Dhcp with known and unknown hosts

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The ISC DHCP server is fairly flexible, and can return static IP addresses for known hosts, while returning other IP addresses for unknown hosts.

Man page example

The dhcpd.conf man page gives the following example to distinguish between known and unknown hosts:

subnet 192.0.2.0 netmask 255.255.255.0 {
  option routers 192.0.2.1;

  # Unknown clients get this pool.
  pool {
    option domain-name-servers bogus.example.com;
    max-lease-time 300;
    range 192.0.2.200 192.0.2.253;
    allow unknown-clients;
  }

  # Known clients get this pool.
  pool {
    option domain-name-servers ns1.example.com, ns2.example.com;
    max-lease-time 28800;
    range 192.0.2.5 192.0.2.199;
    deny unknown-clients;
  }
}

host myhost1 { hardware ethernet 01:23:45:00:00:01; }
host myhost2 { hardware ethernet 01:23:45:00:00:02; }
host myhost3 { hardware ethernet 01:23:45:00:00:03; }

In this case, known host get an IP address in the range 192.0.2.5-192.0.2.199, but which IP is unspecified.

To specify a specific IP address for each host, it should be specified in the host declaration:

host myhost1 { hardware ethernet 01:23:45:00:00:01; fixed-address 192.0.2.5; }
host myhost2 { hardware ethernet 01:23:45:00:00:02; fixed-address 192.0.2.6; }
host myhost3 { hardware ethernet 01:23:45:00:00:03; fixed-address 192.0.2.7; }

Unfortunately, there are two problems with the resulting configuration:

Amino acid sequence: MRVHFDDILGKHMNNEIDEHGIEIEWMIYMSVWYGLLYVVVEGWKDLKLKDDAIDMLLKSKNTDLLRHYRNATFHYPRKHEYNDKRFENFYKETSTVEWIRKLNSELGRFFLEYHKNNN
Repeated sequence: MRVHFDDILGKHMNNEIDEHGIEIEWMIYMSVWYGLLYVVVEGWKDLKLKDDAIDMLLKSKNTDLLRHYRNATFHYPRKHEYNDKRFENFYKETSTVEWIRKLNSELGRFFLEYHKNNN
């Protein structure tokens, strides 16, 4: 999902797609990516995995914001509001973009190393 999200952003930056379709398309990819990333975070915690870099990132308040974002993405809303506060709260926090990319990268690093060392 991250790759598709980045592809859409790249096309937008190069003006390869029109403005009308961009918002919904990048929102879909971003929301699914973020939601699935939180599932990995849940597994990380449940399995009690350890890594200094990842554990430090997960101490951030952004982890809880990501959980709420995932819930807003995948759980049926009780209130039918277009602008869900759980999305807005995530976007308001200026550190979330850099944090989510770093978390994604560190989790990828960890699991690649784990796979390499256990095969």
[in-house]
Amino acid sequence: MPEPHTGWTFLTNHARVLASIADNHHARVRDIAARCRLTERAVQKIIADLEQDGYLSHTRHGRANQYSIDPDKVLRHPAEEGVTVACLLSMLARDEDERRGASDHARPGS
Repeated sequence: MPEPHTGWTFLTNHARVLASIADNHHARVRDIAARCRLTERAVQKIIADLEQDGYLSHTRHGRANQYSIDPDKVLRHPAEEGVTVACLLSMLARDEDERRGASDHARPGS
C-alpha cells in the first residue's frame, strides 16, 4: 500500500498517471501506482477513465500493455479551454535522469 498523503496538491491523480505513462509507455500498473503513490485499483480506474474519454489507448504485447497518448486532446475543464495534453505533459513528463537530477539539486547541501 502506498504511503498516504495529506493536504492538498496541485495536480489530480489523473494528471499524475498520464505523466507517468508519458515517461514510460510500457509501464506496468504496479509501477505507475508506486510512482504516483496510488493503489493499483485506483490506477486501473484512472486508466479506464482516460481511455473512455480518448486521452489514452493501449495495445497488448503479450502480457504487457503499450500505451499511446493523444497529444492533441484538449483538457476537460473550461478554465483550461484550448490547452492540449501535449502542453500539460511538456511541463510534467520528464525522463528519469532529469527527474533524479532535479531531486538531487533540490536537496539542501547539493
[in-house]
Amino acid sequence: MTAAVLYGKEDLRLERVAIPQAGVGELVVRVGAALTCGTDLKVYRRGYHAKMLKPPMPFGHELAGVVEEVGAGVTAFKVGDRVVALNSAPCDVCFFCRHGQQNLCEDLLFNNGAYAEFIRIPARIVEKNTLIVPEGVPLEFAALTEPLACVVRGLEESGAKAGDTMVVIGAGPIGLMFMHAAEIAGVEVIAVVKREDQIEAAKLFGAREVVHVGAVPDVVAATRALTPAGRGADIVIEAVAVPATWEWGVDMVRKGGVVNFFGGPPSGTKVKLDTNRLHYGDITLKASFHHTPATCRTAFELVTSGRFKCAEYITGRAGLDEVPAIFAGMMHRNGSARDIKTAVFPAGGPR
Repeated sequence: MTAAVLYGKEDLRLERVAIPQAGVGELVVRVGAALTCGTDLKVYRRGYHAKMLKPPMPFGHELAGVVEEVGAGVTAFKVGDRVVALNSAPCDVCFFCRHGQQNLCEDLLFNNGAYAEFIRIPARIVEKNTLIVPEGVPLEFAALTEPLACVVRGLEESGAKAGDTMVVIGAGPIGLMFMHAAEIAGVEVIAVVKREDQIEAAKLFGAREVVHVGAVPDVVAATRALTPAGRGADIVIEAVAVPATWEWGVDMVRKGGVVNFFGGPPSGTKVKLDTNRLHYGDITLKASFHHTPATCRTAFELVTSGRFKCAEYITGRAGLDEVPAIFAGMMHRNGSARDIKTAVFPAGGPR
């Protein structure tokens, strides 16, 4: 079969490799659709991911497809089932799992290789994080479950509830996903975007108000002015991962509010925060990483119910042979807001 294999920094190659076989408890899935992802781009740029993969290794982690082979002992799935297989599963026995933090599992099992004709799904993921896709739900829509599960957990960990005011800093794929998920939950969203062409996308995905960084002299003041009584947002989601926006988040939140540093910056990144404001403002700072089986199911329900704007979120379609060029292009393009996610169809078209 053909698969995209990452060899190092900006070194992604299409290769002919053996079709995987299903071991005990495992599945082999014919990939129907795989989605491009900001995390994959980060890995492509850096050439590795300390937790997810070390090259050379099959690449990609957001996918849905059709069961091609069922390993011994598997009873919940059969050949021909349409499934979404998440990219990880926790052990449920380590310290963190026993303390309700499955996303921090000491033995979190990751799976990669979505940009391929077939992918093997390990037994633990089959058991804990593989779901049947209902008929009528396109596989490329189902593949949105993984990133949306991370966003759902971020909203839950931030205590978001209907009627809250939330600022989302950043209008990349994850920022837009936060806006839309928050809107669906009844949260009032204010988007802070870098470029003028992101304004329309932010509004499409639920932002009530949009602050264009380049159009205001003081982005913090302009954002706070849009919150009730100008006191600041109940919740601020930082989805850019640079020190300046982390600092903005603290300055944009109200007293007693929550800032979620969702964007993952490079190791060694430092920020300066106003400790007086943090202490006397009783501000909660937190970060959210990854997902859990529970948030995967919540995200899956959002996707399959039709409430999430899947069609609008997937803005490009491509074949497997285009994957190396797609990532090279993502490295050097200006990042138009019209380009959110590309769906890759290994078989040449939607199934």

• pool definitions are not supported for IPv6
  • You may see an error like this:
Dynamic and static leases present for 192.0.2.5.
Remove host declaration myhost or remove 192.0.2.5
from the dynamic address pool for 192.0.2.0/24

The cause for the later error is that dhcpd gets confused if it would encounter a known host without fixed address, like so:

host myhost1 { hardware ethernet 01:23:45:00:00:01; fixed-address 192.0.2.5; }
host myhost2 { hardware ethernet 01:23:45:00:00:02; fixed-address 192.0.2.6; }
host myhost3 { hardware ethernet 01:23:45:00:00:03; }

In this case, it should assign an IP address from the range 192.0.2.5-192.0.2.199, but that might conflict with the other hosts if it picks 192.0.2.5 or 192.0.2.6. The warning tells you about this potential conflict and suggests you to avoid it by changing the configuration file. If you use fixed-addresses for all known hosts, you can safely ignore this warning.

IPv4 Example

Here is an example file that distinguishes between known and unknown clients, but does not use pools.

# Unknown clients uses the 192.0.2.200-192.0.2.253 range.
subnet 192.0.2.0 netmask 255.255.255.0 {
  option routers 192.0.2.1;
  option domain-name-servers bogus.example.com;
  max-lease-time 300;
  range 192.0.2.200 192.0.2.253;
  allow unknown-clients;
}

# Known clients uses specific IP addresses in the 192.0.2.5-192.0.2.199
group {
  option domain-name-servers ns1.example.com, ns2.example.com;
  max-lease-time 28800;
  host myhost1 { hardware ethernet 01:23:45:00:00:01; fixed-address 192.0.2.5; }
  host myhost2 { hardware ethernet 01:23:45:00:00:02; fixed-address 192.0.2.6; }
  host myhost3 { hardware ethernet 01:23:45:00:00:03; fixed-address 192.0.2.7; }
}